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15 years of Tere Naam: 4 things we regrettably learnt from Salman Khan, Bhumika Chawla

A modern Romeo-Juliet adaptation, the film is remembered mainly for two reasons — its music and Khan's hairstyle.

Anita Paikat

Satish Kaushik's Tere Naam (2003), starring Salman Khan and Bhumika Chawla, earned around Rs24.5 crore worldwide. Though this number might not sound significant now, with every second film crossing Rs100 crore in India itself, 15 years ago it meant very good business.

A modern Romeo-Juliet adaptation, Tere Naam is today remembered mainly for two reasons — its music and Khan's hairstyle.

However, on the 15th anniversary of the film's release (it hit the theatres on 15 August 2003), let's take a closer look at the film, going beyond the compositions of Himesh Reshammiya and Sajid-Wajid, and, yes, the cringe-worthy locks that every other Bhai fanboy imitated.

The memorable tracks of  singer, composer Himesh Reshammiya – Birthday special 

1. Good-for-nothing is good too

Salman Khan plays Radhe (sort of a moniker used for the god Krishna). Though he passed out of college long back, Radhe keeps busy puppeteering college affairs, ragging freshmen, thrashing goons for the sake of friends and 'saving' women.

Radhe's violent, nearly fatal fights are mostly to save the weak from the oppressors. Similarly, the few moments he resorts to oppression and aggression are just Radhe's way of expressing love and affection.

So, don't mind if he is wasting his time and ours. Just remember that he is the most loyal and pure-hearted middle-aged man you will find on any campus.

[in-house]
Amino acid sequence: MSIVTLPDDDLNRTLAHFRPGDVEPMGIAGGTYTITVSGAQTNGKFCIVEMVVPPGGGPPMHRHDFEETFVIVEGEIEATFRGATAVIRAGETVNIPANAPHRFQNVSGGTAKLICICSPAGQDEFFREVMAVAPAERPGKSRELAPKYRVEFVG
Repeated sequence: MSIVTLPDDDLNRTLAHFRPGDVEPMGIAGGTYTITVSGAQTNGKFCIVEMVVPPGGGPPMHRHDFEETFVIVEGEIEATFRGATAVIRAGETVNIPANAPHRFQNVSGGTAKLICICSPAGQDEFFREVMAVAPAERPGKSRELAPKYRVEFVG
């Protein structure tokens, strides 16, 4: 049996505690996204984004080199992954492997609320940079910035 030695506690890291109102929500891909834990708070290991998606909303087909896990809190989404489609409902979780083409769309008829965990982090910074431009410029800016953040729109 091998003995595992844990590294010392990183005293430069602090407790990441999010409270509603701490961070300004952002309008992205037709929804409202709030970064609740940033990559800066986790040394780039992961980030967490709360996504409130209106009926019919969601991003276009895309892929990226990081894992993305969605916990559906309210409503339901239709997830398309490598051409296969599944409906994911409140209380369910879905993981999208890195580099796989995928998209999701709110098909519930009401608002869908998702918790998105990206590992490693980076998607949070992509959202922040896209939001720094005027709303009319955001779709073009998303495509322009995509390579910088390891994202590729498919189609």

2. Lovers' anthem — 'Ishq mein na ka matlab haan hota hai!'

Among the melodious tracks of the film, the 'O Jaana' song has a line that every jilted lover would believe to be true. 'Ishq mein na ka matlab han hota hai', which literally means 'in love, no also means yes'.

While Amitabh Bachchan's lawyer couldn't stress enough on the meaning of the word 'No' in Aniruddha Roy Chowdhury's Pink (2016), back in 2003 the word had no weight in matters of love.

Radhe's love for Nirjara (Chawla) is so strong and so deep that he sees no difference in yes and no. When she berates him for taking her 'huh!' for 'han!', he abducts her, yells at her, and even threatens to kill her. But please, do not be alarmed. He gives two very good reasons for his actions. One, he just wanted to talk to her in peace for two minutes and two, he cannot live without her.

While we are still recovering from what we just saw, there comes another shocker. Nirjara, in between sobs, apologizes for her actions! Again, she too has two reasons for this lapse in judgement. One, Radhe saved her elder sister from a brothel and two, he was good enough to not rape her after the 'abduction of love'.

3. A long love story but short-lived romance

While most of the film's runtime (132 minutes) is spent on introducing the goodness of Radhe and the naivety (read: borderline stupidity) of Nirjara, their romance lasts a little over four minutes. The romance begins with the 'Odhani' song which ends with a near-fatal attack on Radhe, which in turn lands him in the place he should have been all this while — a mental asylum.

4. Bhabhis are cool, bhaiyas not so much

Sachin Khedekar played Radhe's older brother who runs the family business, and Savita Prabhune played the sister-in-law who runs the house. While the former is like the idealistic father, constantly nagging Radhe about his good-for-nothing ways, the latter is like the ideal mother, not only saving Radhe from the nagging, but also encouraging his wayward attitude.

Giving the makers the benefit of doubt, this film was, perhaps, an attempt to salvage the image of sisters-in-law that had taken a vampish turn in 1990s Hindi cinema.

While Bhai fans might still rave about the film, it is comforting that Tere Naam was based on fiction and had fictitious characters. For the sake of 'achchhe din', it is best not to have the likes of quasi-hero Radhes romancing outrageously naive Nirjaras.